Please Join Us!
When: Friday, September 28 @ 1pm EDT (5pm GMT / 10:30pm IST)
Topic: Promotion in Progress
“Hiring and promoting talented women is the right thing to do for society, and it’s an economic imperative.”
– Carlos Ghosn, chairman and CEO of Renault
About This Week’s Chat
The day I went for the interview that landed me a sales job in the health and fitness industry, I never imagined that I would be any good at it. But I was, and here’s how it happened.
I had just gone through a very difficult time in my marriage. While my husband (now ex) and I were separated I realized that I was very vulnerable because I haven’t worked at a ‘proper’ job for a few years. After we reunited I went back to the town where he lived. There weren’t many job opportunities and it didn’t help me that I’d been out of the formal job market for a few years.
It was before the days of the internet and I had to search through the classified ads in the newspaper every morning. One day I saw and advertisement from the chain of health and fitness clubs where I was a member. They were looking for sales consultants.
New to Sales, But Still Got the Job
Up to that point I had never done formal sales, but applied nonetheless. I loved going to the gym and could picture myself carving out a career in the health and fitness industry.
In the interview I was upfront about not having had any sales experience. I must have done something right because the sales manager appointed me anyway.
During sales training he made sure we understood the “numbers game” concept. He said that to be successful in sales, you simply had to do the daily activity required of you, work out your ratios every evening and know at least fifteen closing techniques. When necessary you had to adjust your activity for the day (increase the number of phone calls, appointments etc.) to stay on target.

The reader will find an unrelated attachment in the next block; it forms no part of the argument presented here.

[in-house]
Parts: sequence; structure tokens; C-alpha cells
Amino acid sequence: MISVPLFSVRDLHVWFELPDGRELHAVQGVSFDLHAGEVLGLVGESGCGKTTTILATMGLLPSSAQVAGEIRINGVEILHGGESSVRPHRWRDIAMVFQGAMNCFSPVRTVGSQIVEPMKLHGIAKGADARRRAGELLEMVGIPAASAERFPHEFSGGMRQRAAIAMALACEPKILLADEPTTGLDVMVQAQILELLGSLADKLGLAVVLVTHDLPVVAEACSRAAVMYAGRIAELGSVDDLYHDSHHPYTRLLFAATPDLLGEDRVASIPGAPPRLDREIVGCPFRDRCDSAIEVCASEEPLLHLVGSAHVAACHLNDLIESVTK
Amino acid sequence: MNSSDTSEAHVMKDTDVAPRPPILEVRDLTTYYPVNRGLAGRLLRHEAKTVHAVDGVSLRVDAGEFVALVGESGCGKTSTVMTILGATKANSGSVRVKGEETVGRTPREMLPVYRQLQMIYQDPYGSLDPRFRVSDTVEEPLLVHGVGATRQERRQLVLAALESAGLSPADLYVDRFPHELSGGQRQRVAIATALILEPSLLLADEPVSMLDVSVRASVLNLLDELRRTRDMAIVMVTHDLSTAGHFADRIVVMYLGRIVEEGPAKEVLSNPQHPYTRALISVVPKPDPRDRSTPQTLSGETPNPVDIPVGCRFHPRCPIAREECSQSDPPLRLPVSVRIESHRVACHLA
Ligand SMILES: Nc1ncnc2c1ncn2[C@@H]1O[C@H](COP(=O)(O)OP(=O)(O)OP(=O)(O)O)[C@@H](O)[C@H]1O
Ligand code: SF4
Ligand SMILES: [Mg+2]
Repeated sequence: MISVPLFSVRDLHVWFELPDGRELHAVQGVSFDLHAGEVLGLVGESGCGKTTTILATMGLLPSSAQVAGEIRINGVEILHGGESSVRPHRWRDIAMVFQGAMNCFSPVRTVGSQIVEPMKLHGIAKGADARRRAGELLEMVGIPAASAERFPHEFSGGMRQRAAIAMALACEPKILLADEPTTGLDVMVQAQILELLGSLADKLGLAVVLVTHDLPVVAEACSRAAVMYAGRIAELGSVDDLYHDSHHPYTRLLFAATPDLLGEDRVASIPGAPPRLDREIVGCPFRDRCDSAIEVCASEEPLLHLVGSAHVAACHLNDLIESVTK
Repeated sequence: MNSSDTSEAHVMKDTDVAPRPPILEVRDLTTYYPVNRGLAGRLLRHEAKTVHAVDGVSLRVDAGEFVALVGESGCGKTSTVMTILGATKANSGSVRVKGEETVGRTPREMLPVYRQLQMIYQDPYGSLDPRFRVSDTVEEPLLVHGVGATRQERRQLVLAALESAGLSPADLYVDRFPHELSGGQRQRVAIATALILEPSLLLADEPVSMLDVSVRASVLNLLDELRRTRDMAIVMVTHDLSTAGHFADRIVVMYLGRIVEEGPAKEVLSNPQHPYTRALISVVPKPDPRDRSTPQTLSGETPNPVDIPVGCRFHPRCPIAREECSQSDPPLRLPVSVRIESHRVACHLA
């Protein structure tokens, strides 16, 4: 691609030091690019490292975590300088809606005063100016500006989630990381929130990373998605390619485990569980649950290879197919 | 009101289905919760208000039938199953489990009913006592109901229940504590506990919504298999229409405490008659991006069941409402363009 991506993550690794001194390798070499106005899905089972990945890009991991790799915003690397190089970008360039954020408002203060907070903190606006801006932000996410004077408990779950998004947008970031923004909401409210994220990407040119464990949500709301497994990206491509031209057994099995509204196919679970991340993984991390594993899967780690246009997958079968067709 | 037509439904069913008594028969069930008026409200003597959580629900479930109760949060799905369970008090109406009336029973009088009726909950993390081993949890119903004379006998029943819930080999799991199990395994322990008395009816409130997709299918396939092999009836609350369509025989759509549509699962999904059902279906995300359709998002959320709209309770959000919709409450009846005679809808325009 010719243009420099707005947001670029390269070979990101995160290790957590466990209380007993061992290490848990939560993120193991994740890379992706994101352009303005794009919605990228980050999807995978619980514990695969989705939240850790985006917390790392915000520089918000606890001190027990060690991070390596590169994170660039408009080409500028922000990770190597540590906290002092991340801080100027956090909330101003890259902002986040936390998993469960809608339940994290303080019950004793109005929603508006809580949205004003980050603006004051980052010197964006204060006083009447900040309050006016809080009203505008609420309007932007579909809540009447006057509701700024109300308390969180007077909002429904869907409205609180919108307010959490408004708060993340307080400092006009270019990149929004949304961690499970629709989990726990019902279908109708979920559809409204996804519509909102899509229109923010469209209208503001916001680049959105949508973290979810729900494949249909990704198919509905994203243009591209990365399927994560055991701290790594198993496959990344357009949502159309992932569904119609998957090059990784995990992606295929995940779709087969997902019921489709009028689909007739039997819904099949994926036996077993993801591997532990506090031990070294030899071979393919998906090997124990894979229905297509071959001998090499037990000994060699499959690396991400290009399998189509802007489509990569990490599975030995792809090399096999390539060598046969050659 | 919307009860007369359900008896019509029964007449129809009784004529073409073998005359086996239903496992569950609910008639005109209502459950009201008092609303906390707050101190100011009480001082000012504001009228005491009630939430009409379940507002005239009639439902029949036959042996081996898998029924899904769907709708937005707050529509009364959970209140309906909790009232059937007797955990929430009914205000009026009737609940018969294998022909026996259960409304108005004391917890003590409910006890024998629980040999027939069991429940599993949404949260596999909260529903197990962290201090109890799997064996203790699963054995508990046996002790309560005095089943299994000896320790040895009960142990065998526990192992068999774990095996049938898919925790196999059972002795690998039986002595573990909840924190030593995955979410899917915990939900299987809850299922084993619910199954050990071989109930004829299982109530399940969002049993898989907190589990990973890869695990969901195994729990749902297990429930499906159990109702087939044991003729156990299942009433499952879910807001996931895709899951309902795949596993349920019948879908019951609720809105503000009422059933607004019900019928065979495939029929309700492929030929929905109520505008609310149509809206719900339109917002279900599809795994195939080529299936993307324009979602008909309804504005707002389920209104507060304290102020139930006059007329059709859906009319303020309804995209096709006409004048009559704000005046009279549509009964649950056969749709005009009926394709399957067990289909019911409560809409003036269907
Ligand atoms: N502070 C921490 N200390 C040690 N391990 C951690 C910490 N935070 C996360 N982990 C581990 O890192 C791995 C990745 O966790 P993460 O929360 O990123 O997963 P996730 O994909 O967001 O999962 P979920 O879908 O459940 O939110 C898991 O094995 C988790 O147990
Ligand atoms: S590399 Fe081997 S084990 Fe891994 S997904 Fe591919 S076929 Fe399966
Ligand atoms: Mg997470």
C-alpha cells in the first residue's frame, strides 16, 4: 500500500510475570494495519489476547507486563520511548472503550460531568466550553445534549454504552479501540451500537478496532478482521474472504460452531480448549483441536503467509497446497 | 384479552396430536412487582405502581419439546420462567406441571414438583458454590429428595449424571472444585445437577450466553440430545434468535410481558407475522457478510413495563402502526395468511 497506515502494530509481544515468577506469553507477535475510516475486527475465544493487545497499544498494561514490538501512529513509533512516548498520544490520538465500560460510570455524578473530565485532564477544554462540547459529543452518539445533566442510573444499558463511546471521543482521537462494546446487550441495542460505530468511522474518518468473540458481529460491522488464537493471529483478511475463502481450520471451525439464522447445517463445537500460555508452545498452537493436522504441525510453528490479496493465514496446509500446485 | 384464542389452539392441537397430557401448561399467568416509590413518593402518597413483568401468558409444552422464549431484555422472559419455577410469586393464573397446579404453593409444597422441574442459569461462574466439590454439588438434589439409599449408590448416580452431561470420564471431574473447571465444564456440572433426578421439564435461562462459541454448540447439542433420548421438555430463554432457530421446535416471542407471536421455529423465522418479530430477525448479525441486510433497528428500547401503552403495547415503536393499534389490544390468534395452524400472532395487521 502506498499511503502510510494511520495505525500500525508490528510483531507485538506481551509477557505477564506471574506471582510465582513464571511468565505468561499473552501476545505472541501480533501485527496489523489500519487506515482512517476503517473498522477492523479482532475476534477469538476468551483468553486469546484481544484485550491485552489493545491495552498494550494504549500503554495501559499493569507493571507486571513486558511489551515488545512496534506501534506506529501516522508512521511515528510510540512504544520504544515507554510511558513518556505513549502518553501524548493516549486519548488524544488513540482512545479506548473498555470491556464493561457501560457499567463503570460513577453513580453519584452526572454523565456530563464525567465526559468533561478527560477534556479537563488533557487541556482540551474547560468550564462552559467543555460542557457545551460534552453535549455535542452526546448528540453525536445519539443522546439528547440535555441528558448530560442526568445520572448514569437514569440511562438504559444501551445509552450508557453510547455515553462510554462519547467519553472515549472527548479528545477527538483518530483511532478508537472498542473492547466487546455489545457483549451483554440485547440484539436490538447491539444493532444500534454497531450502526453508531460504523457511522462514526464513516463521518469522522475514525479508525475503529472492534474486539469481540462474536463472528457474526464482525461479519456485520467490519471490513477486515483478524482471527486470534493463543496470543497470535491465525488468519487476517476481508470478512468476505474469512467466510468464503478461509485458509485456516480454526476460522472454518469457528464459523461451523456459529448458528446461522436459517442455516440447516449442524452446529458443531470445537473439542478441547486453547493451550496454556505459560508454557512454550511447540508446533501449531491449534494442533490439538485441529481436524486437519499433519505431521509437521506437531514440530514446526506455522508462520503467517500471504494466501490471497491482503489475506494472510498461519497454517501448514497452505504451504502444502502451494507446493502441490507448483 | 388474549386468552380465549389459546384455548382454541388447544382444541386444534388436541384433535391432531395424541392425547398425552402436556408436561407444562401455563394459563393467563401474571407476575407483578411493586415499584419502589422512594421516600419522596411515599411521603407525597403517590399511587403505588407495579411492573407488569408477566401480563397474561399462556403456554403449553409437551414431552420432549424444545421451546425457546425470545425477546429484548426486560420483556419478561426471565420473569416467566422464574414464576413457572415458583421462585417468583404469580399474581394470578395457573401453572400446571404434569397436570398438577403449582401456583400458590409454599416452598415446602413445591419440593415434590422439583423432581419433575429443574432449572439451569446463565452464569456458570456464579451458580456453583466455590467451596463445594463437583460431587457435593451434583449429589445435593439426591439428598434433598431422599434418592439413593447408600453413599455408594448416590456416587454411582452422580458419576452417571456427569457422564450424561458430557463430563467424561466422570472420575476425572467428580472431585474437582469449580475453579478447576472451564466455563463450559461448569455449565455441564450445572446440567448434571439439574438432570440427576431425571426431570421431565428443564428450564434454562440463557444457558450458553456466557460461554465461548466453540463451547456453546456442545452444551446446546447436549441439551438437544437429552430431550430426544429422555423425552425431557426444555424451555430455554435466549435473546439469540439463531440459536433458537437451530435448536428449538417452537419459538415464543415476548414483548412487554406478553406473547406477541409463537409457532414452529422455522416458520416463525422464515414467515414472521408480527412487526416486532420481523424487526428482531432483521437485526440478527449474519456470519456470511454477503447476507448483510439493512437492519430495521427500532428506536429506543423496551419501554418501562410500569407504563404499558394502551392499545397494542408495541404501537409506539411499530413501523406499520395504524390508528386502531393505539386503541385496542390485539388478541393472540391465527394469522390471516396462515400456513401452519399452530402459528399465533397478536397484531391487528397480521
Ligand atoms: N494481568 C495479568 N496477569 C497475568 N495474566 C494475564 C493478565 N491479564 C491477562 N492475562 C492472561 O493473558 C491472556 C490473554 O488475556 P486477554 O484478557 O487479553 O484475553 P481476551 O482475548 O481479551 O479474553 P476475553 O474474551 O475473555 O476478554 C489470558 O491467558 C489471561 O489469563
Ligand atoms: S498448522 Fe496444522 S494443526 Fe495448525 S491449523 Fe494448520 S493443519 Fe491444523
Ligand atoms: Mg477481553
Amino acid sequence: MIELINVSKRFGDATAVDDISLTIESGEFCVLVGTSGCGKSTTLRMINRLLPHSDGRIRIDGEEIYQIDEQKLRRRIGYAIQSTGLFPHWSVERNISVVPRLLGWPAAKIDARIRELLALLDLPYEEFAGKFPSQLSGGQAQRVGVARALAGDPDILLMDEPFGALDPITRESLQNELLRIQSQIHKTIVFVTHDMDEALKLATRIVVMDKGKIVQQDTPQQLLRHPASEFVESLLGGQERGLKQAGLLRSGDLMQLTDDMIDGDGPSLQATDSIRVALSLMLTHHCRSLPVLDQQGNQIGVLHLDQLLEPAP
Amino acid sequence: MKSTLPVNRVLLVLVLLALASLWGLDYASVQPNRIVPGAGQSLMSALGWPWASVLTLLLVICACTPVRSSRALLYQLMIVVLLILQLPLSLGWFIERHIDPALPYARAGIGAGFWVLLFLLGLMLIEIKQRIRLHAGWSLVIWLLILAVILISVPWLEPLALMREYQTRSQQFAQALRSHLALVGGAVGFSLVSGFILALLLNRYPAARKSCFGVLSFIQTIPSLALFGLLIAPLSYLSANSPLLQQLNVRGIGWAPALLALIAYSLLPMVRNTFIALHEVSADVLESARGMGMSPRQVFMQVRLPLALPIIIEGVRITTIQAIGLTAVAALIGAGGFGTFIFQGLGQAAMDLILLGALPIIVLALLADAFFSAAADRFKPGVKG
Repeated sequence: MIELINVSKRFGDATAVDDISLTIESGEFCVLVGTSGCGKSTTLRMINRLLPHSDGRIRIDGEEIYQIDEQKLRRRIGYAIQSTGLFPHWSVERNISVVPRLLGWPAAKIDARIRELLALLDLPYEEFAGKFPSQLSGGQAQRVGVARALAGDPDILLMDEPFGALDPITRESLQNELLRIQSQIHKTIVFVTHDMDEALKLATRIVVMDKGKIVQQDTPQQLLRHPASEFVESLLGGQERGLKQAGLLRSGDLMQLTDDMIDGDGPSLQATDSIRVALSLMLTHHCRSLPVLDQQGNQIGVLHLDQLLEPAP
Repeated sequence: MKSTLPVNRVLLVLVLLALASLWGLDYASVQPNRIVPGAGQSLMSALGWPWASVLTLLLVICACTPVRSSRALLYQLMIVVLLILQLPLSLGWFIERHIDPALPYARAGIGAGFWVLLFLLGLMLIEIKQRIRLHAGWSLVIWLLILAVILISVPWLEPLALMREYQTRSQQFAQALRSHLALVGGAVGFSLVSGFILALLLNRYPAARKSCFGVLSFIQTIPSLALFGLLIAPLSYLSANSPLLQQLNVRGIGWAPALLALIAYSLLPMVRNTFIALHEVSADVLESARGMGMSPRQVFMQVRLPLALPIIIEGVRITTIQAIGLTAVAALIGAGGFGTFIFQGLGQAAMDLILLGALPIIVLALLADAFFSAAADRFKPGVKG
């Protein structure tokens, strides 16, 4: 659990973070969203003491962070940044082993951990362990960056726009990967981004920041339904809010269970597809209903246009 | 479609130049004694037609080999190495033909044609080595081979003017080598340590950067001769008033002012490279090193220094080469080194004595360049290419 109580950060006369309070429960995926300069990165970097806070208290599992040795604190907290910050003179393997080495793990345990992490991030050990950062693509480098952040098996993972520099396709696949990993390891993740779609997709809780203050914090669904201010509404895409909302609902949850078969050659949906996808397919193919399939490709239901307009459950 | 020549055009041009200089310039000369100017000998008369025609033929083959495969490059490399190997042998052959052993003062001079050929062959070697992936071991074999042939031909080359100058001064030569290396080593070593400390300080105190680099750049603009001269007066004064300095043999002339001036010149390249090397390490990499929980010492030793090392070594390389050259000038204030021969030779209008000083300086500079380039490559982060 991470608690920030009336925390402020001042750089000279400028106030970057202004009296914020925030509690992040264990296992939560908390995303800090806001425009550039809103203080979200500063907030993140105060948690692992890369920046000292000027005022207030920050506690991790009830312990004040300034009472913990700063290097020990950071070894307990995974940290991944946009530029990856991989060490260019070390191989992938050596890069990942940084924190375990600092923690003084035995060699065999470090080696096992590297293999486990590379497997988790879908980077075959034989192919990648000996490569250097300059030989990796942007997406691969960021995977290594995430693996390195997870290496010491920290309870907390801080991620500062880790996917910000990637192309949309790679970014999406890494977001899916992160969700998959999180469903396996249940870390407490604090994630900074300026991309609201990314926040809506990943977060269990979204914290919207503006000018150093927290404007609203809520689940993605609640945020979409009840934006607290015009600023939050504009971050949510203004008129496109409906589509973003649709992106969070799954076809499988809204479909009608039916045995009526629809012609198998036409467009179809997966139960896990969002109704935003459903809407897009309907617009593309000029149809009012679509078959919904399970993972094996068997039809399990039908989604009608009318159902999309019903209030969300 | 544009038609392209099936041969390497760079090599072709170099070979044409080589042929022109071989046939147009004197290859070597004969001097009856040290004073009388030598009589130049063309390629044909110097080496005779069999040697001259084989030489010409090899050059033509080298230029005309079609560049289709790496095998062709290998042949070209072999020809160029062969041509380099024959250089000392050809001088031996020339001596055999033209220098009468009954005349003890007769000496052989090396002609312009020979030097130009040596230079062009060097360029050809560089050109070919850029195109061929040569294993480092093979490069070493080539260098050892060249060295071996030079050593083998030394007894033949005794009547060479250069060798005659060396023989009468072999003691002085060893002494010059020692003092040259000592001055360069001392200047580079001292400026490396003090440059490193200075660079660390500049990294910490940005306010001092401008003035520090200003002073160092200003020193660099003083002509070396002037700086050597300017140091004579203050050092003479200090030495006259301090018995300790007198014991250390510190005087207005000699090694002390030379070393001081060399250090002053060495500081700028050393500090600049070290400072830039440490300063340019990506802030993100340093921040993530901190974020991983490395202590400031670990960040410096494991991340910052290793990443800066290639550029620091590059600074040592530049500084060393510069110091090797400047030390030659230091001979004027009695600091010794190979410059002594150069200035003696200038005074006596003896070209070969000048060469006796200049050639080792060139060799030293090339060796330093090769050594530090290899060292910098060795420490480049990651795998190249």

Being a sales novice, I did exactly what he told us to do. I was also enthusiastic about training and being physically fit. The combination of enthusiasm and putting in the right amount of work was great: I broke record after record, and no-one was more surprised than me.
Hard Work, Enthusiasm, and Promotion
I was soon promoted to assistant sales manager. About six months later one of the sales managers in the area resigned and everybody, including me, thought I was going to be promoted to the sales manager position.
A few days before the regional director was going to announce who the new sales manager was going to be, he called me to his office. We worked in different buildings and while I drove to his office I was thinking of how hard I had worked during the previous twelve months, how many records I had broken and how different the role of sales manager would be.
Twenty minutes later I walked out of the director’s office in disbelief, feeling deflated, and shocked. He had decided to appoint an old friend of his who wasn’t even in the industry but was out of a job at the time… favors for friends!
The Pivotal Lack of Progress and Promotion
That event proved to be a pivotal moment in my career at the company. I stayed on for another year before being headhunted by another company to do sales for them. A few months later I was headhunted yet again, by another health and fitness company who appointed me as their training manager, and it lead to a whole new career path.
Missing out on that first promotion was devastating at the time. However, had I been appointed to that position I might never have discovered my passion for teaching and for helping others reach their potential.
In our Twitter poll this week we wanted to know if you’ve ever been passed over for a promotion and why you think it happened. A whopping 74 percent of people said they were overlooked because they didn’t play politics while only two percent felt they weren’t competent enough. Click here to see all the questions and results.
In our #MTtalk Twitterchat this week we’re going to talk about “Promotion in Progress,” and it’s all about working toward a promotion. We’d love you to participate in the chat, and the following questions may spark some thoughts in preparation for it:
- How do you measure the success of your own career progression?
- How pressurized do you feel by family, friends or co-workers to progress your career?
- Is social media a help or hindrance to career progression?
- What values are important to you regarding career progression?
- How might it benefit your progress to not actively pursue advancement?
- Is progress necessary for a happy, rewarding or fulfilling career?
To help you prepare for the chat, we’ve compiled a list of resources for you to browse.
How to join
Follow us on Twitter to make sure you don’t miss out on any of the action this Friday! We’ll be tweeting out 10 questions during our hour-long chat. To participate in the chat, type #MTtalk in the Twitter search function. Then, click on “All Tweets” and you’ll be able to follow the live chat feed. You can join the chat by using the hashtag #MTtalk in your responses.